Enasidenib beneficial to certain elderly patients with IDH2-mutated AML
Targeted treatment with enasidenib appears to be well tolerated in older adults with acute myeloid leukaemia (AML) harbouring an isocitrate dehydrogenase 2 (IDH2) mutation who are not fit for standard chemotherapy regimens, according to data from a phase I/II trial.
A total of 39 patients (median age, 77 years; 59 percent had antecedent haematologic disorder) received total enasidenib doses of 50–650 mg/day, administered orally in continuous 28-day treatment cycles.
Researchers obtained bone marrow biopsies and/or aspirates and peripheral blood samples at baseline, on day 1 of treatment cycle 2, every 28 days for the next 12 months and then every 56 days thereafter during enasidenib treatment.
The median number of enasidenib treatment cycles was 6.0 (range 1–35). Commonly reported treatment-related adverse events were indirect hyperbilirubinaemia (31 percent), nausea (23 percent), fatigue, and decreased appetite and rash (18 percent each).
Treatment-related grade 3–4 cytopoenia occurred in eight patients (21 percent), and none developed treatment-related high-grade infections.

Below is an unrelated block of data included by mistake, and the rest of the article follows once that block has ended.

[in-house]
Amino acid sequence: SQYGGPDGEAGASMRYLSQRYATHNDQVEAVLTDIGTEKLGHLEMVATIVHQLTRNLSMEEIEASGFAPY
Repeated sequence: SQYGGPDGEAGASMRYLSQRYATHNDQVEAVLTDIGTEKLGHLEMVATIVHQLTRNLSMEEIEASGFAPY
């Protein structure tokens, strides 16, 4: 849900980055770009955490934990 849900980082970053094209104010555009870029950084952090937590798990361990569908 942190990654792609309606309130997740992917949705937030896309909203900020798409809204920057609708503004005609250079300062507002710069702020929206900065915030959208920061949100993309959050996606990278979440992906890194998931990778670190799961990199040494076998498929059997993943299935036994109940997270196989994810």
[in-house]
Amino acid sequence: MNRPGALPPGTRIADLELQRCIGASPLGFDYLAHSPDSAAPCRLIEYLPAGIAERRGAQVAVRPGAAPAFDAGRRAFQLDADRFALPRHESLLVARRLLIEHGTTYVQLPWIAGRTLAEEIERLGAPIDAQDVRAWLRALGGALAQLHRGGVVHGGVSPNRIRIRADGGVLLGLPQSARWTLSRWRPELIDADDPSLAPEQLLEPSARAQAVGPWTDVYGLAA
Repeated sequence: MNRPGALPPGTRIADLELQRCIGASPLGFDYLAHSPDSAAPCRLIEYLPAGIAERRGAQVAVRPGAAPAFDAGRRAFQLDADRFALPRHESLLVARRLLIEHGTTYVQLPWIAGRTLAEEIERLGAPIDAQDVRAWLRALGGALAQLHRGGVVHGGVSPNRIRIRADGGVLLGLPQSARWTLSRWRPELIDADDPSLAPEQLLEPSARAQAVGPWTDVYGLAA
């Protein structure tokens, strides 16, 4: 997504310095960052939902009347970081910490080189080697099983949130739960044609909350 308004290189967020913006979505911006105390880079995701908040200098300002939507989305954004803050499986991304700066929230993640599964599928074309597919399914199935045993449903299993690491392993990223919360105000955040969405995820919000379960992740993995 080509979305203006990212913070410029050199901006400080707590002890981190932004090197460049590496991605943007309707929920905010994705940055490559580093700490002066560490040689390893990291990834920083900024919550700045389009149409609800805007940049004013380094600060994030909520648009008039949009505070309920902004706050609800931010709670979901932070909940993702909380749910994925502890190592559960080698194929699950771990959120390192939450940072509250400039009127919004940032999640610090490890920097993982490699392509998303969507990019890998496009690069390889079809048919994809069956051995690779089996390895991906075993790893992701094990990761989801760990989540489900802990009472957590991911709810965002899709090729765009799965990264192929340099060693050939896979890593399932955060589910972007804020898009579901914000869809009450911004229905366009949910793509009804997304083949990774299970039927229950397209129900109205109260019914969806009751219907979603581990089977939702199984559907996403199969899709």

There were 12 patients who achieved response (overall response rate, 30.8 percent, 95 percent confidence interval [CI], 17.0–47.6), including seven who showed complete remission (18 percent). The median duration of any response was not reached at a median follow-up of 8.4 months.
The median overall survival was 11.3 months (95 percent CI, 5.7–15.1) in the entire cohort and not reached in the subgroup of responders.
Being noncytotoxic and generally well tolerated with minimal drug interactions, enasidenib may prove beneficial to older patients with mutant-IDH2 AML when used in combination with other AML treatments, the researchers said.